Every week, Vulture highlights the best new music. If the song is worthy of your ears and attention, you will find it here. Read our picks below, share yours in the comments, and subscribe to the Vulture Playlist for a comprehensive guide to the year's best music.
Britney Spears ft. G-Eazy, “Make Me ... ”
Last year, when Brit was seen in the studio with new pop "It" writers Justin Tranter and Julia Michaels, it appeared #B9 might mark one of the biggest sonic shifts of her career. "Make Me," the first single from the album, wasn't written by Tranter or Michaels (credit goes to BURNS and Joe Janiak), but their handiwork is all over it. There's a seductive slant to their writing (Selena Gomez's "Hands to Myself," Nick Jonas's "Close") that's especially laid on thick here, even if it's not their words. Britney's always been frank about her sexual agency, and in the tradition of "Breathe on Me" (and, y'know, all of In the Zone), she's still forced to demand pleasure. Only now, she's less patient about it: "No shame in the game, just cut the shit, be honest." Now that's the Britney that will.i.am and his cohort forgot to invite to the Britney Jean party. There's no questioning whether Brit can werk a Europop smash; that she's able to also carry a song driven only by innuendoes, swelling synths, and an unworthy G-Eazy verse, well, our bitch is back. —Dee Lockett (@Dee_Lockett)
Goat, “Try My Robe”
When Goat tells you to "sit down and rest," they don't mean take a nap or a relaxing trip to the beach. A command from Sweden's most enigmatic psych/world-beat band comes with a prescription for communal activities: Share my bread, play the drums, sing a song, taste my food, try my robe. The Afrobeat-indebted groove and droning violin solo make it impossible to imagine anything other than images of primal, ceremonial celebration, and that's just fine: Who said hypnosis wasn't cleansing? —Samantha Rollins (@Samantha Rollins)
Miranda Lambert, “Vice"
Miranda Lambert, like the rest of us basics, is her harshest critic. So when she wakes up in another man's bed she shouldn't be in, after yet another night she probably can't remember, followed by yet another morning she wishes she didn't, those self-destructive thoughts don't just collect in her mind. They consume it. It's easy to read this as a song about one-night stands, and that's fine if you do. But Lambert and her co-writers' stinging prose deserve a less-shallow interpretation than that. The defeated attitude Lambert's living with on this devastating song might've stemmed from last night's transgressions, but it's worth considering how many nights like these she's beat herself up for. –DL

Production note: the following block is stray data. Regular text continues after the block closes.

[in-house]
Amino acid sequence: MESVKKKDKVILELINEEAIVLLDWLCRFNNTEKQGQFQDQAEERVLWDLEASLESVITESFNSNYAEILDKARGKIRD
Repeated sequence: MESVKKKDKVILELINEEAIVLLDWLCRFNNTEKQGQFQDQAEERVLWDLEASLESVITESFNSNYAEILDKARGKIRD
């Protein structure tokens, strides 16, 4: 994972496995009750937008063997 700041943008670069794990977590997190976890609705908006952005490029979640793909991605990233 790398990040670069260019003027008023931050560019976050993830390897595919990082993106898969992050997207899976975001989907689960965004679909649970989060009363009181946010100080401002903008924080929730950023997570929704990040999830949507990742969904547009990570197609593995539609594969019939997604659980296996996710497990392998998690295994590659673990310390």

Like Lambert, after the year Kehlani's endured — a quick ascension that included a Grammy nomination, followed by vicious slut-shaming on social media provoked by an ex-boyfriend, the aftermath of which led to an apparent suicide attempt — no one would fault her for wanting to walk away, even for good. But as we learned on her sophomore mixtape, as well as her first comeback song, few fight back quite like Kehlani. She's a survivor whom life has taught never to dwell too long on what she can't change. And on "CRZY," the likely first single from her debut album and yet another pop-steered song, she's a solider returned from war, unafraid if her wounds are showing. "All this shit I been through only made me as real as an assassin," she sings. If it's kill or be killed, trust Kehlani to outlive us all. –DL
Jamila Woods ft. Noname, "VRY BLK"
The other night I had a conversation with my best friend. She wanted to know about blackness, about my experience with it. I'm sure I rambled some things that maybe made sense, most of which probably didn't. But what I should've done was play her Jamila Woods's timely debut album, HEAVN, front to back, and then replay "VRY BLK" on loop. It says everything I'm unable to presently express. It's a story about one black person's black experience, which is of course, a story of every black person's black experience — pain, unity, joy, repeat. It's also a transcendent story, captured in a typically thoughtful observation from Noname: "All I wanna do is find love and be happy." Woods ends the song with an anecdote about black happiness and love: A group of black women, strangers, collectively reminiscing over a shared memory of a game they all used to play on schoolyards in their respective pasts. "And then like all of the people who weren't black were just looking at us like ... 'Did y'all go to elementary school together?'," she says. "It was literally like the best inside secret that I felt like I had ever had. That's one of my favorite things about blackness." Blackness can't be explained, unless maybe it's James Baldwin or Maya Angelou doing the explaining. It has to be felt, witnessed, heard in this way. It has to be very. –DL